We don't have the option to un-upvote or change up-vote to down-vote an answer without it having been edited. This prevents users from being able to modify their votes to reflect technology changes.

What is the recommended approach to try to work with/around this feature?

Specific case: https://stackoverflow.com/a/3323899/1497199 -- this, top-voted, accepted answer was correct for ipython as of 2010, but is now out of date. I'd like to recind my upvote.

  • 8
    I am not sure that it shouldn't be expected that the answer may be out of date when it was posted almost 9 years ago. Also not sure why someone should lose reputation for correctly answering and earning the upvotes for something so long ago.
    – Joe W
    Jan 25 '19 at 16:05
  • 4
    The better option is to upvote a currently correct answer or add your own answer. Jan 25 '19 at 16:11
  • 4
    Feels like retracting the gratitude you had years ago.
    – brasofilo
    Jan 25 '19 at 16:34
  • 4
    @brasofilo Votes should reflect how useful an answer is now, not how useful an answer used to be. Votes are intended to be an indication of a post's usefulness, not of your gratitude for them being posted.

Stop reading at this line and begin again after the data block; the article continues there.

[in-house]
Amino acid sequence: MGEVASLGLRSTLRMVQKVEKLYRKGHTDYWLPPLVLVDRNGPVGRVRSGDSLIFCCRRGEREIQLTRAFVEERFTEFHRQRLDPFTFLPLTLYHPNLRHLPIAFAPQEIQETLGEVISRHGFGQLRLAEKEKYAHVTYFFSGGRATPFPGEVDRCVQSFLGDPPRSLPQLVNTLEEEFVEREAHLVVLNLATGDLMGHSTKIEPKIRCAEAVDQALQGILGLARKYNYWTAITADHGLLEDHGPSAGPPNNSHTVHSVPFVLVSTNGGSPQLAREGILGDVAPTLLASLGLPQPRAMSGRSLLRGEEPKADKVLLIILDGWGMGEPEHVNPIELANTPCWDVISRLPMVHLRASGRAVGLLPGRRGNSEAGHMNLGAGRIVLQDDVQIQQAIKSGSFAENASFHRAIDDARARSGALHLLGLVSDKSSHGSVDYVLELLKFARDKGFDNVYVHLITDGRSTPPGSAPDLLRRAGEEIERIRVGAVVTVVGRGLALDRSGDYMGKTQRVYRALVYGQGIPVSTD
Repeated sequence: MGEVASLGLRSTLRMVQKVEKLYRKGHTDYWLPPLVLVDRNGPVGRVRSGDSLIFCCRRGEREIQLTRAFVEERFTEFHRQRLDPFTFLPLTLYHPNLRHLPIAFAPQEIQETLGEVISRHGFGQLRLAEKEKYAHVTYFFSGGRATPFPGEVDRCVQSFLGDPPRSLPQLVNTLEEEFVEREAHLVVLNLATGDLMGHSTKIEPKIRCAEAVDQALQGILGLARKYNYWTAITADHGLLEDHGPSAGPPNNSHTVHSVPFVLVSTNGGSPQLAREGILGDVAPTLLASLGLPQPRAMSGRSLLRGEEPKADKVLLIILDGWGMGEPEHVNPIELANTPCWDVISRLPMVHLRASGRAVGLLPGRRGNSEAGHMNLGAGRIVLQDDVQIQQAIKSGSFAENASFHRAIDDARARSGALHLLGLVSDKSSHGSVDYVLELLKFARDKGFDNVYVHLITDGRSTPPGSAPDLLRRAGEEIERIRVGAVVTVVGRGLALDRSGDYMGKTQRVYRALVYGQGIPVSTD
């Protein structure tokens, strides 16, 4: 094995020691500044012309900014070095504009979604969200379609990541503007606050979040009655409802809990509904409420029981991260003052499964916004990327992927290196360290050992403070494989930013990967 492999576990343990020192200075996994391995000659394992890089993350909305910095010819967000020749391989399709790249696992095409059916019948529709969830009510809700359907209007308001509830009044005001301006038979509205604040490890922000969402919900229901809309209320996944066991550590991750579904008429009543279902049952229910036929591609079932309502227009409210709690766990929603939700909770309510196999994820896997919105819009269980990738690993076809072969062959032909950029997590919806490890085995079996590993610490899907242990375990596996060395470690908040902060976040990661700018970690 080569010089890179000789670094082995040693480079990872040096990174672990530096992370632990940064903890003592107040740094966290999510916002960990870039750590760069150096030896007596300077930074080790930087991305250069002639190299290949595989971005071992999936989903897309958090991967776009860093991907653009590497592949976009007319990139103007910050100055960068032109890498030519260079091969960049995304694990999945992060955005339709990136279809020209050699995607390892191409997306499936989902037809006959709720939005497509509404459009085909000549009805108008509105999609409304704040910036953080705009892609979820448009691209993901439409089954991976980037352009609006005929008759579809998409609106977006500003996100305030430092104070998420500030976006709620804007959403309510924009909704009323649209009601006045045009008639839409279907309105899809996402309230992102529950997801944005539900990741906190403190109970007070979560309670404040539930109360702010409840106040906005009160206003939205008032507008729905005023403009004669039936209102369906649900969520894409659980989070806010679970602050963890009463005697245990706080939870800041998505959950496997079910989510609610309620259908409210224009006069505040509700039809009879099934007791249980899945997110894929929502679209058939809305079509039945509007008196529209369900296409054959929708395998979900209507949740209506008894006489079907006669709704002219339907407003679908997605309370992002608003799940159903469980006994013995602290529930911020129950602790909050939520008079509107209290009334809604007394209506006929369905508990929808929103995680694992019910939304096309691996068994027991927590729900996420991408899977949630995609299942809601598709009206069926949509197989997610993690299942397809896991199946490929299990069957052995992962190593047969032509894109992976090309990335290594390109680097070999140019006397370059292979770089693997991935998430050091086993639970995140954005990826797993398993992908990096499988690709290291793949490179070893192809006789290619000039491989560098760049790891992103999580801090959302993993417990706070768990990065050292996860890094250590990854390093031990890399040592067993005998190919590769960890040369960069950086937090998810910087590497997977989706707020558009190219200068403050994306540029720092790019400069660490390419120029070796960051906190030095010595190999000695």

– Servy
    Jan 25 '19 at 18:24
  • @Servy are you referring to new votes or older votes that may have been cast before version changes that change the usefulness of the answer in relation to newer versions.
    – Joe W
    Jan 25 '19 at 18:35
  • 5
    @JoeW That statement applies to all votes. All votes should [ideally] reflect how useful a post currently is. Now that ideal is never achievable in the real world, because everyone doesn't, can't, and isn't expected to, go back and re-reflect on their votes constantly, but it's the goal we want to move closer to whenever possible. If someone does feel that their vote is no longer representative of the post's usefulness upon revisiting it, we want them to change it.
    – Servy
    Jan 25 '19 at 18:38

Simply edit the answer to mention that the solution is only applicable to versions < X of the product (or that it's no longer applicable starting in version Y of the product). Doing that probably means it doesn't merit downvotes any more, although if you feel that just having an answer applicable to older versions isn't useful at all, the post will then have been edited, and you're free to retract your vote.

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